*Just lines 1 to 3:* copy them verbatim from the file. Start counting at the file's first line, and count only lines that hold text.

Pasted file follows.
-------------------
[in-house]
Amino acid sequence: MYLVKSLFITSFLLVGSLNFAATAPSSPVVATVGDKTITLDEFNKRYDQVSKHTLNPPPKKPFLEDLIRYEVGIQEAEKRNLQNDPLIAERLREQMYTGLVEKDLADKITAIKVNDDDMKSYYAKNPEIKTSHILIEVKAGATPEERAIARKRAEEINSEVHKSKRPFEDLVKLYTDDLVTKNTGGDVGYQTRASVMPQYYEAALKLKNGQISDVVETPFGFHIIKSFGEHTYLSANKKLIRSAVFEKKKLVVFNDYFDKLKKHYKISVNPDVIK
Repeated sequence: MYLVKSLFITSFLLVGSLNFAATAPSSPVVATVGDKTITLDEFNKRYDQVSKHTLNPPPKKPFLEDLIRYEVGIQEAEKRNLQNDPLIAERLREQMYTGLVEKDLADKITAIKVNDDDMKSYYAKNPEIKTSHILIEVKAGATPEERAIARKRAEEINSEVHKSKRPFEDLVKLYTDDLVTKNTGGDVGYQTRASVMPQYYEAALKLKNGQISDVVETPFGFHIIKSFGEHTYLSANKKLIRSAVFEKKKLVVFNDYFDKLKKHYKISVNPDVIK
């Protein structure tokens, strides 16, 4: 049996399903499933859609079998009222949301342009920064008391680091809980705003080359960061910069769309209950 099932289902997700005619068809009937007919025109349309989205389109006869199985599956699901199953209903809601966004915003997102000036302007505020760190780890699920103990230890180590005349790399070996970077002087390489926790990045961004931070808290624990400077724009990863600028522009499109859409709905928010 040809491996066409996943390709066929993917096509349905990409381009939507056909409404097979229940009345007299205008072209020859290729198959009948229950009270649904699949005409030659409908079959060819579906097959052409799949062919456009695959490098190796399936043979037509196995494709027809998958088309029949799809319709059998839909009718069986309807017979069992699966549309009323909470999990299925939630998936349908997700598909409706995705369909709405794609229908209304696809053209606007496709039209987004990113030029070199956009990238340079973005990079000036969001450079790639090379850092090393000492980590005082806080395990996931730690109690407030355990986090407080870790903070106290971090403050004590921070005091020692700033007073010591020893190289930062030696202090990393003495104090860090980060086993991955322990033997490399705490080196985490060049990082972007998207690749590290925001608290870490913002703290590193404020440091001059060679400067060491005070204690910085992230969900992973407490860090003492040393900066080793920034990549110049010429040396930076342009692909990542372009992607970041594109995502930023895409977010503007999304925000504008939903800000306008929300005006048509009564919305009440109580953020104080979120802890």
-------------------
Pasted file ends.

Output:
[in-house]
Amino acid sequence: MYLVKSLFITSFLLVGSLNFAATAPSSPVVATVGDKTITLDEFNKRYDQVSKHTLNPPPKKPFLEDLIRYEVGIQEAEKRNLQNDPLIAERLREQMYTGLVEKDLADKITAIKVNDDDMKSYYAKNPEIKTSHILIEVKAGATPEERAIARKRAEEINSEVHKSKRPFEDLVKLYTDDLVTKNTGGDVGYQTRASVMPQYYEAALKLKNGQISDVVETPFGFHIIKSFGEHTYLSANKKLIRSAVFEKKKLVVFNDYFDKLKKHYKISVNPDVIK
Repeated sequence: MYLVKSLFITSFLLVGSLNFAATAPSSPVVATVGDKTITLDEFNKRYDQVSKHTLNPPPKKPFLEDLIRYEVGIQEAEKRNLQNDPLIAERLREQMYTGLVEKDLADKITAIKVNDDDMKSYYAKNPEIKTSHILIEVKAGATPEERAIARKRAEEINSEVHKSKRPFEDLVKLYTDDLVTKNTGGDVGYQTRASVMPQYYEAALKLKNGQISDVVETPFGFHIIKSFGEHTYLSANKKLIRSAVFEKKKLVVFNDYFDKLKKHYKISVNPDVIK